Few people are willing to criticize the myth that
"America is a democracy."
deliberations of the Constitutional Convention of
1787 were held in strict secrecy. Consequently,
anxious citizens gathered outside Independence Hall
when the proceedings ended in order to learn what
had been produced behind closed doors. The answer
was provided immediately. A Mrs. Powel of
Philadelphia asked Benjamin Franklin, "Well,
Doctor, what have we got, a republic or a
monarchy?" With no hesitation whatsoever,
Franklin responded, "A
if you can keep it."
exchange was recorded by Constitution signer James
McHenry in a diary entry that was later reproduced
in the 1906 American Historical Review.
Republic, If You Can Keep It - The New American
We have not kept it.
The essential difference between a Republic and a
Democracy is that a Republic is under
law, while in a democracy, "the
voice of the people is the voice of God" (vox
populi, vox dei). In a Republic the People may
democratically elect their representatives, but their
representatives do not simply rubber-stamp the will
of the people, but govern according to the "organic
v. Democracy by David Barton, Wallbuilders.com
|We have grown accustomed to
hearing that we are a democracy; such was never
the intent. The form of government entrusted to
us by our Founders was a republic, not a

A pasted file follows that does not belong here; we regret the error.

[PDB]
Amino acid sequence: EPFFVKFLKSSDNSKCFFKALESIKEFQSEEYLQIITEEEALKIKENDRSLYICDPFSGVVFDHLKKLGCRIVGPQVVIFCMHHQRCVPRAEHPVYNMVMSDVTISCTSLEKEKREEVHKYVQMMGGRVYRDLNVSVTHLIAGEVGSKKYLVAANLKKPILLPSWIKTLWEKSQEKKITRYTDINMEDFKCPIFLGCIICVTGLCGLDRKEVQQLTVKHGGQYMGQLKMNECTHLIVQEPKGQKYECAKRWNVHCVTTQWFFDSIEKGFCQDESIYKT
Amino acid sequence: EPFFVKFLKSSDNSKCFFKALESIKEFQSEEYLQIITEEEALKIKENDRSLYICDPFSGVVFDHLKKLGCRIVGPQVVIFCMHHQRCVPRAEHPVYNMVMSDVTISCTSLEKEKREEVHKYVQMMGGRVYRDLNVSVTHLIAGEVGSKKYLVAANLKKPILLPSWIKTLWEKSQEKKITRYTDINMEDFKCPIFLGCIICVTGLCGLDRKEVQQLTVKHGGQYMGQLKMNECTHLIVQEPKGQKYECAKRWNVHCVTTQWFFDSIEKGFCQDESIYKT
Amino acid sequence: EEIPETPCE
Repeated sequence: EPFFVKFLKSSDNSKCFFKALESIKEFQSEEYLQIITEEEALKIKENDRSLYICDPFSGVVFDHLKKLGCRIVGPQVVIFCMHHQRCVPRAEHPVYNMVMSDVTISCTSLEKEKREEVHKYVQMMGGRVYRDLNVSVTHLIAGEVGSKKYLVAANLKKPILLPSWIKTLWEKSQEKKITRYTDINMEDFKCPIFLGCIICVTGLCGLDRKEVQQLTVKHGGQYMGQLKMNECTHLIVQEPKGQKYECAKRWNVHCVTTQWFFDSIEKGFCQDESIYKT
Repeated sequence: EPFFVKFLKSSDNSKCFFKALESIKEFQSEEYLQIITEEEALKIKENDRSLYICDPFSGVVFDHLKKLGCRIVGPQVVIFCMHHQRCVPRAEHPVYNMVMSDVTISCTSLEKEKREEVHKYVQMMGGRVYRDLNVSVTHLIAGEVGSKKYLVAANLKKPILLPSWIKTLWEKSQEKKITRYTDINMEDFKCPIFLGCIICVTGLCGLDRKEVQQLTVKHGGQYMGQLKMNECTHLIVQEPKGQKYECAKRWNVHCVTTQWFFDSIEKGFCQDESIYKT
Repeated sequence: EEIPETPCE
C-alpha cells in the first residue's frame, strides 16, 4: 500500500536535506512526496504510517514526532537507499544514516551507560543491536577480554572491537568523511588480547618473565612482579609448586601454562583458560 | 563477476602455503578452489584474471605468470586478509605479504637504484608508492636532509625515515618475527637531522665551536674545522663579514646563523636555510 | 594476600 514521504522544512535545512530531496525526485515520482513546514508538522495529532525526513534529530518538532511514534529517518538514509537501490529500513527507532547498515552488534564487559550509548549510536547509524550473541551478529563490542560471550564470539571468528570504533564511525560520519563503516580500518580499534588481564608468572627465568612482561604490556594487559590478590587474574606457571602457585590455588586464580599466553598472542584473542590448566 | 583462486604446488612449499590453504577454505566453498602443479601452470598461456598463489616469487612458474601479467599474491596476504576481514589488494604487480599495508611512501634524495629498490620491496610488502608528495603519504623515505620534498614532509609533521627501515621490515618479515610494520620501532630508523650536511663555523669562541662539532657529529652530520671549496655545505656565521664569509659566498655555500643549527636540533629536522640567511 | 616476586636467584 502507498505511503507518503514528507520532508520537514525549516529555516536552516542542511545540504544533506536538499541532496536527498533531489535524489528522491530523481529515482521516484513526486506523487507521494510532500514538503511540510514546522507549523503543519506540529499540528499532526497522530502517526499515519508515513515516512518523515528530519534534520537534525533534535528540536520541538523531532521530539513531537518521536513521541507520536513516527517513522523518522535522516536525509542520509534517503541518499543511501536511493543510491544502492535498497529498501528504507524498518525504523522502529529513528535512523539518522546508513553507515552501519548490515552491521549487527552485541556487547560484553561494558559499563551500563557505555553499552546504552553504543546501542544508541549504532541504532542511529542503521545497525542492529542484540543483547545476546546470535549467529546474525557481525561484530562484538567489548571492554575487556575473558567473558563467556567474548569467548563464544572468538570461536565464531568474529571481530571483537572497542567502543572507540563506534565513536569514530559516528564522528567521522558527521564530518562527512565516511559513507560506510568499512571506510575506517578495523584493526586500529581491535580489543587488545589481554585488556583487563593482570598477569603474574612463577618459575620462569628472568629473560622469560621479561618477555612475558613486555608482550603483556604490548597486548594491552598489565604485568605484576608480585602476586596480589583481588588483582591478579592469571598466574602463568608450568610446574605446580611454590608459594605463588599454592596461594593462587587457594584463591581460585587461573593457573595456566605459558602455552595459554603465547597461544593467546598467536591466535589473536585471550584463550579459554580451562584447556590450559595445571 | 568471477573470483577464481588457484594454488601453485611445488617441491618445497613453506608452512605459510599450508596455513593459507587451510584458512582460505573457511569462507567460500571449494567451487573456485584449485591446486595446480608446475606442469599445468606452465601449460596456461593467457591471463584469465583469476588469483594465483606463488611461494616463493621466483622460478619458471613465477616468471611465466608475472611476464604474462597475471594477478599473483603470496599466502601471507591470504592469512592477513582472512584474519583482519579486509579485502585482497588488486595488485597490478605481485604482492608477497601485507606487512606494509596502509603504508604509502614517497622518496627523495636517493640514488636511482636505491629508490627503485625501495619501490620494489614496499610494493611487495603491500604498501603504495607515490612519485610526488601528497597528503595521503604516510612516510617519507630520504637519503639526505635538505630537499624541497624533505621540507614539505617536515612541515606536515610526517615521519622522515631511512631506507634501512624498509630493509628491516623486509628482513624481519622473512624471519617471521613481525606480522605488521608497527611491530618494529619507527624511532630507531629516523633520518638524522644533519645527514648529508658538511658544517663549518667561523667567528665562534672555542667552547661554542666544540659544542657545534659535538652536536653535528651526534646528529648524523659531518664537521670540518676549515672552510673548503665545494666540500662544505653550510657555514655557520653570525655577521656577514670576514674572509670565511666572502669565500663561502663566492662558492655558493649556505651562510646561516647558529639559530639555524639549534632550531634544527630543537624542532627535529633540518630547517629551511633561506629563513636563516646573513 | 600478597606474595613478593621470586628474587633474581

Founders had an opportunity to establish a
democracy in America and chose not to. In fact,
the Founders made clear that we were not, and
were never to become, a democracy:
Many Americans today seem to be unable to define
the difference between the two, but there is a
difference, a big difference. That difference
rests in the source of authority.
[D]emocracies have ever been spectacles of
turbulence and contention; have ever been found
incompatible with personal security, or the
rights of property; and have, in general, been
as short in their lives as they have been
violent in their deaths.2
Remember, democracy never lasts long. It soon
wastes, exhausts, and murders itself. There
never was a democracy yet that did not commit
A democracy is a volcano which conceals the
fiery materials of its own destruction. These
will produce an eruption and carry desolation in
their way.4 The
known propensity of a democracy is to
licentiousness [excessive license] which the
ambitious call, and ignorant believe to be
Fisher Ames, Author of the House Language for
the First Amendment
We have seen the tumult of democracy terminate .
. . as [it has] everywhere terminated, in
despotism. . . . Democracy! savage and wild.
Thou who wouldst bring down the virtuous and
wise to thy level of folly and guilt.6
Gouverneur Morris, Signer and
Penman of the Constitution
[T]he experience of all former ages had shown
that of all human governments, democracy was the
most unstable, fluctuating and short-lived.7
John Quincy Adams
A simple democracy . . . is one of the greatest
Benjamin Rush, Signer of the Declaration
In democracy . . . there are commonly tumults
and disorders. . . . Therefore a pure democracy